A1 Journal article (refereed)
Assembled policies : the finnish case of restricted entitlement to early childhood education and care (2019)

Paananen, M., Kuukka, A., & Alasuutari, M. (2019). Assembled policies : the finnish case of restricted entitlement to early childhood education and care. Journal of Early Childhood Education Research, 8(2), 252-272. https://jecer.org/fi/wp-content/uploads/2019/12/Paananen-Kuukka-Alasuutari-issue8-2.pdf

JYU authors or editors

Publication details

All authors or editors: Paananen, Maiju; Kuukka, Anu; Alasuutari, Maarit

Journal or series: Journal of Early Childhood Education Research

eISSN: 2323-7414

Publication year: 2019

Volume: 8

Issue number: 2

Pages range: 252-272

Publisher: Suomen Varhaiskasvatus ry.

Publication country: Finland

Publication language: English

Persistent website address: https://jecer.org/fi/wp-content/uploads/2019/12/Paananen-Kuukka-Alasuutari-issue8-2.pdf

Publication open access: Openly available

Publication channel open access: Open Access channel

Publication is parallel published (JYX): https://jyx.jyu.fi/handle/123456789/67558


In this article, we utilize an application of Deleuze and Quattari’s (1987) concept of assemblage to explore and better understand the interconnectedness and materiality of the policies of early childhood education and care (ECEC). To exemplify how directing our focus to assemblages can further the understanding of policies in the everyday life of families, we will present a Finnish case of entitlement to ECEC. Since 1996, children under school age have enjoyed the entitlement to full-day ECEC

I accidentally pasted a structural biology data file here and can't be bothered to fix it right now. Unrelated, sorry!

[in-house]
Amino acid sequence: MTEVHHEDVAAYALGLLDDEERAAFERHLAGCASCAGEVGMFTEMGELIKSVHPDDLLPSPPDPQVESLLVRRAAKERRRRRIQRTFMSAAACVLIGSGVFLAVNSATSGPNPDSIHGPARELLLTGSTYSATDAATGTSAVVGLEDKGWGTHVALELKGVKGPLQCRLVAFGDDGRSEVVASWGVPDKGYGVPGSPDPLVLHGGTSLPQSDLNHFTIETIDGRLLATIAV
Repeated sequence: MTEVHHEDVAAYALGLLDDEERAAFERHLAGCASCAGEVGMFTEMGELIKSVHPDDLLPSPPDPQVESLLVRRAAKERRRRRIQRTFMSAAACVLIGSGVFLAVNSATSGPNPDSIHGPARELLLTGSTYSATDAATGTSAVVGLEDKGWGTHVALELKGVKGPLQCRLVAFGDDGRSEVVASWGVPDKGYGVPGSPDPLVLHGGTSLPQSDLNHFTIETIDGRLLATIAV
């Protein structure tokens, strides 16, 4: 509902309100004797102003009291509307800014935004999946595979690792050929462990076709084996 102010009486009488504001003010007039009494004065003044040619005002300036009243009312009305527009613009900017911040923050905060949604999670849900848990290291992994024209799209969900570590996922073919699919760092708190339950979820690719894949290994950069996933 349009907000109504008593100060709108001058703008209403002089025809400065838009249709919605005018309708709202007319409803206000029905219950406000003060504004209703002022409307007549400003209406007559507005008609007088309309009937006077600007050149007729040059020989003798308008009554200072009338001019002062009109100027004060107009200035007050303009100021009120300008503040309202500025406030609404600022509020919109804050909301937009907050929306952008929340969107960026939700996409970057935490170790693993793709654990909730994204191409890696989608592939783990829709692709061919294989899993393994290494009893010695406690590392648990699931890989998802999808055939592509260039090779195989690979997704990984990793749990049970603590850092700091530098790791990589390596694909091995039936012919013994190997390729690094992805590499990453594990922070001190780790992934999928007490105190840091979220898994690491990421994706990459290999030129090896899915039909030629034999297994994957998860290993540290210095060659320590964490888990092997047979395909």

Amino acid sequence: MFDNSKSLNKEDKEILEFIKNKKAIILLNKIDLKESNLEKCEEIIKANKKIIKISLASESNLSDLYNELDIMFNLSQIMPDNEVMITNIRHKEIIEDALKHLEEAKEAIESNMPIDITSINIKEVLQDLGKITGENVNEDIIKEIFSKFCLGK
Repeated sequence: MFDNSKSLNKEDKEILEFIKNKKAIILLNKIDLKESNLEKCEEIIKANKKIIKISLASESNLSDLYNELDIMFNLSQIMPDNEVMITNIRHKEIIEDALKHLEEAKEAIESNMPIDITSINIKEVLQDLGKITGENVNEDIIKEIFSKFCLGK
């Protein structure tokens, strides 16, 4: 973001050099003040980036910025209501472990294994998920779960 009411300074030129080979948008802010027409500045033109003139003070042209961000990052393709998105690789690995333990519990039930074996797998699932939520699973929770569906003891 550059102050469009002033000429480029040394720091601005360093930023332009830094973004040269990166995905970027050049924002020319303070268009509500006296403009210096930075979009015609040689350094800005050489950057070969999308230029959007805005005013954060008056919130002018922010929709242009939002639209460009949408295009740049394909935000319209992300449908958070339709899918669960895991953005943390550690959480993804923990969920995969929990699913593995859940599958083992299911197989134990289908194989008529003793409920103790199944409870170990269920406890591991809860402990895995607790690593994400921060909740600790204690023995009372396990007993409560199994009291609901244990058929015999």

provided by local authorities. In 2016, the Finnish parliament enforced new legislation that allows municipalities to limit this entitlement to 20 hours per week unless the child’s parents work or study full-time. By drawing on interviews with parents of one-year-old children (n=14), we will illuminate the component parts of ECEC arrangements. The case offers empirical insights in terms of how constructing
ECEC policies as “assembled” can aid us in contesting two beliefs that have a firm position in the public debate: the idea of the parent’s “free choice” and the notion of national policies having a hegemonic role in determining opportunities for agency.

Keywords: early childhood education and care; child care; politics

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Ministry reporting: Yes

Reporting Year: 2019

JUFO rating: 1

Last updated on 2021-10-06 at 17:21